The East Coast of the US has been inundated with cold weather for the last few weeks. With temperatures dropping to as low as 14 degrees in places like normally sunny Atlanta, local governments have been warning people to stay inside and travel only if necessary.
So you can imagine what kind of precautions the residents of Oymyakon, a village in the Russian region of Yakutia and the coldest permanently inhabited place on Earth, are having to take right now. Temperatures recently hit -62° C (-80° Fahrenheit), sufficiently cold that the town’s digital thermometer broke down. The conventional mercury thermometer, installed decades ago, only goes as cold as -50°.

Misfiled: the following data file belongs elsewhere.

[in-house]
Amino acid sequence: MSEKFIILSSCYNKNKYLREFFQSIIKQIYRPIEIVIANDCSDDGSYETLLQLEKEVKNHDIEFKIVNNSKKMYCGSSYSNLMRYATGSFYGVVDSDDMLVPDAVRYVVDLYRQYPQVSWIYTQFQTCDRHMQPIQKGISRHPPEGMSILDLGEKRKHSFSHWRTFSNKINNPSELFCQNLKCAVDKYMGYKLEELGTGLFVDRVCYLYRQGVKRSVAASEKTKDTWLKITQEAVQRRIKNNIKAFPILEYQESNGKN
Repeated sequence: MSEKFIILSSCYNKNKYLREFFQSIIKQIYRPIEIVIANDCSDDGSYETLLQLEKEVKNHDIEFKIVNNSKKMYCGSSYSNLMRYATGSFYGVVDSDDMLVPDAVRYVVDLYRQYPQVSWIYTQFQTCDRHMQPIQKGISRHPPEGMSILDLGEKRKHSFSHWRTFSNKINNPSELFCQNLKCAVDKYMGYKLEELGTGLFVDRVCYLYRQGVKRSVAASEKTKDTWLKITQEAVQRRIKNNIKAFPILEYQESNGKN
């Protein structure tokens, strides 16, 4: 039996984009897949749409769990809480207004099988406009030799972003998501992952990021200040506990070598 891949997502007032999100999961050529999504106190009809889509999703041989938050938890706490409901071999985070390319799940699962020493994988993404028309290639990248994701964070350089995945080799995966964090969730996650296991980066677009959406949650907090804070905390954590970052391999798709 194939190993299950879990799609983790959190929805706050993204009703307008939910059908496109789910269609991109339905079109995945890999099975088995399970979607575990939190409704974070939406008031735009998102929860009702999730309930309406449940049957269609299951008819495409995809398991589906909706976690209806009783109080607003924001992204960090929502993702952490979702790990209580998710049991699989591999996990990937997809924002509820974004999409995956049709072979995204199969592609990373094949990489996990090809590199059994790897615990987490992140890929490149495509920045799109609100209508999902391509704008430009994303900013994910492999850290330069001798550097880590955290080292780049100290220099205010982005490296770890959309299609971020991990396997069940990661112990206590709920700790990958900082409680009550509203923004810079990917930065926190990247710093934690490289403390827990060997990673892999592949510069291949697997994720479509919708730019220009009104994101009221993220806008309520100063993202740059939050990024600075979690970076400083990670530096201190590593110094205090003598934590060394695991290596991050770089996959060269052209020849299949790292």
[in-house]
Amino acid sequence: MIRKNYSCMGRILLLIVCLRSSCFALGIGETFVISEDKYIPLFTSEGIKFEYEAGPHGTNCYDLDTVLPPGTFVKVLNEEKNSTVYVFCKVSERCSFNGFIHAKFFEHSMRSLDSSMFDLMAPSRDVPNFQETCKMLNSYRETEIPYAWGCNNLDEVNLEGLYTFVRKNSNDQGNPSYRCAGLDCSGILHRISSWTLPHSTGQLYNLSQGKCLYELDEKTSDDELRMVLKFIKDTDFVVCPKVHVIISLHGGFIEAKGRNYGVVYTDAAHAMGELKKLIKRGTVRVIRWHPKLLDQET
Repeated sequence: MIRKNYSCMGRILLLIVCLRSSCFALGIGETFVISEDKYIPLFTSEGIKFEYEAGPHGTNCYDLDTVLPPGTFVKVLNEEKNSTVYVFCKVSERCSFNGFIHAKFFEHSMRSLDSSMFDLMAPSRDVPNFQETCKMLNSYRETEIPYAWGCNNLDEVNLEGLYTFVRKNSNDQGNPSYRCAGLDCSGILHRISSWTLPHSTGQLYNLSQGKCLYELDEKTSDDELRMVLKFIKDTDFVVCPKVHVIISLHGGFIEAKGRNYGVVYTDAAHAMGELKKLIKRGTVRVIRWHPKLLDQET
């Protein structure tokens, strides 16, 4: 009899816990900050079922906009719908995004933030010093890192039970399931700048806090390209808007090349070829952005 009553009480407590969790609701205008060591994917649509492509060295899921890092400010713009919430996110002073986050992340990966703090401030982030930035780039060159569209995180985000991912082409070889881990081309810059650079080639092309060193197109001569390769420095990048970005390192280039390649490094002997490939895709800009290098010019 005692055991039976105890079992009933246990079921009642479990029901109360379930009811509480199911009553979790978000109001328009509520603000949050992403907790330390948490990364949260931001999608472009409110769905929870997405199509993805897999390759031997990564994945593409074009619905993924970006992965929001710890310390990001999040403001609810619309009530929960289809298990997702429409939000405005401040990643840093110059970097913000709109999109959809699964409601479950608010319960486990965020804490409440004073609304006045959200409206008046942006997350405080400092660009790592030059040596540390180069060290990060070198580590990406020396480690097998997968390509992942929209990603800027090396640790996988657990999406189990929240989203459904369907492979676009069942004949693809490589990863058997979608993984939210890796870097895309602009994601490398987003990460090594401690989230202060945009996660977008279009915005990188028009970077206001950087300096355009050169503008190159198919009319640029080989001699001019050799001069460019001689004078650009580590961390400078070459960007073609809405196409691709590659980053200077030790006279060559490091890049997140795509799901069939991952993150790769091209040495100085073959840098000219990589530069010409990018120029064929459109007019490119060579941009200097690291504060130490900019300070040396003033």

Some local residents saw temperatures as low as -77° C, approaching the village’s all-time record of -67.7°, set in 1933. That was the coldest temperature ever recorded at a permanently inhabited place, and also the coldest temperature on record in the Northern Hemisphere. The coldest all-time temperature was below -90, recorded in the Antarctic by NASA using satellite data.
Locals have mostly been sheltering in place during the record-breaking low temperatures, as school has been cancelled, and residents have mostly been venturing outside just long enough to take the requisite selfie of freezing eyelashes. But one group of Chinese tourists appears to have braved the temperatures to bathe in a geothermal spring, as seen in the video below.